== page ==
Titus Brown just posted "Big Data Biology — why efficiency matters", in which he explains the academic, practical, and algorithmic reasons why efficient computation is good for science. His opinions are all grounded in his extensive personal experience working in the overlap between biology and computing, and, combined with a couple of things Michelle Levesque showed off at our Oakland workshop last week, have me thinking that we ought to include half an hour on performance analysis and tuning in the Software Carpentry core. Damn you, Titus—I thought I had this curriculum figured out :-)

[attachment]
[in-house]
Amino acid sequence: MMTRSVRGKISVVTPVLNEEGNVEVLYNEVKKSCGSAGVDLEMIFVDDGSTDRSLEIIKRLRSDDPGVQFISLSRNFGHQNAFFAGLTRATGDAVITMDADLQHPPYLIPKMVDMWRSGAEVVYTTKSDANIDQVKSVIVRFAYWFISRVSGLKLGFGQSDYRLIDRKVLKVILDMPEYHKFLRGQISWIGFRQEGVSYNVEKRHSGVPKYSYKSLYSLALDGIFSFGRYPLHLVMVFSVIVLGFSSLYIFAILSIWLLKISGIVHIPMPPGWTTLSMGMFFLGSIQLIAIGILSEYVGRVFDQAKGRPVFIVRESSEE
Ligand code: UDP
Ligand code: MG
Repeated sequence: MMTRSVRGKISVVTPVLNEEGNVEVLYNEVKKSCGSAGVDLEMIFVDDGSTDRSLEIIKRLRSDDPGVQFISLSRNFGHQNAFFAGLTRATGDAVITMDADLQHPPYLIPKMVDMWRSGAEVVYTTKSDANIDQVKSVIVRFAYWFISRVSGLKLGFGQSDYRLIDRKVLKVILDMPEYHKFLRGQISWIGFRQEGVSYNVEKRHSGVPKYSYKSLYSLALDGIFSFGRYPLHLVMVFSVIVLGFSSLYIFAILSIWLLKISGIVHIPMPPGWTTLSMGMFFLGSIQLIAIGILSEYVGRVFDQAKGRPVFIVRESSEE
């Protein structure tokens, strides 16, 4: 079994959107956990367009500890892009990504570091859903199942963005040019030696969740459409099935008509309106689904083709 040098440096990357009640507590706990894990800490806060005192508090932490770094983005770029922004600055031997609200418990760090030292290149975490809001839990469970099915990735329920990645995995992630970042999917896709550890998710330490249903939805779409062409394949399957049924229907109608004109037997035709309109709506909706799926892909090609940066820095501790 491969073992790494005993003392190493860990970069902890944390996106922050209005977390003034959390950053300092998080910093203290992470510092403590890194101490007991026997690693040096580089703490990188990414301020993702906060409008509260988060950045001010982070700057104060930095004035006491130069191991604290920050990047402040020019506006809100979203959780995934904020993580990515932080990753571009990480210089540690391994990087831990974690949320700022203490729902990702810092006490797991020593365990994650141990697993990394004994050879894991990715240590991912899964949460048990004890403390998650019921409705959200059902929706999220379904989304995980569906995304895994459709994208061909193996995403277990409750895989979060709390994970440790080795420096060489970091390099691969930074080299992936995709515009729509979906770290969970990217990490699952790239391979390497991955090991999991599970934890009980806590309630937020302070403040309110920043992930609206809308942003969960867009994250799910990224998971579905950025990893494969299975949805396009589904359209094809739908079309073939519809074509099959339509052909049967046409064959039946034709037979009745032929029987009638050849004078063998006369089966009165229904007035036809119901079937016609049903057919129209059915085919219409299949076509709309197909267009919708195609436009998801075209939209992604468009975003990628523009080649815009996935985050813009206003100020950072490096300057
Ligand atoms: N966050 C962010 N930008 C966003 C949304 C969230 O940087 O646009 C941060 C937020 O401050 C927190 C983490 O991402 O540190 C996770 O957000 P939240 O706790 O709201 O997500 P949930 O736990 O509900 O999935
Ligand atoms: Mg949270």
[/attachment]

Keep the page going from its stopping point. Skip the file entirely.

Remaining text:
Titus's post has reminded me of something I've realized about big data. (Caveat: I've never done "big data" myself, just watched other people wrestle with it.) Titus and others don't think about individual bytes and records any more often than chemical engineers think about individual atoms. Instead, they think in terms like "percentage yield for such and such parameters" and "cost-yield tradeoff for such and such a process". Yes, they can relate their rules back to their respective atoms, but that's like saying (to switch analogies for a moment) that a physicist studying fluid mechanics can relate the Navier-Stokes equations back to quantum mechanics.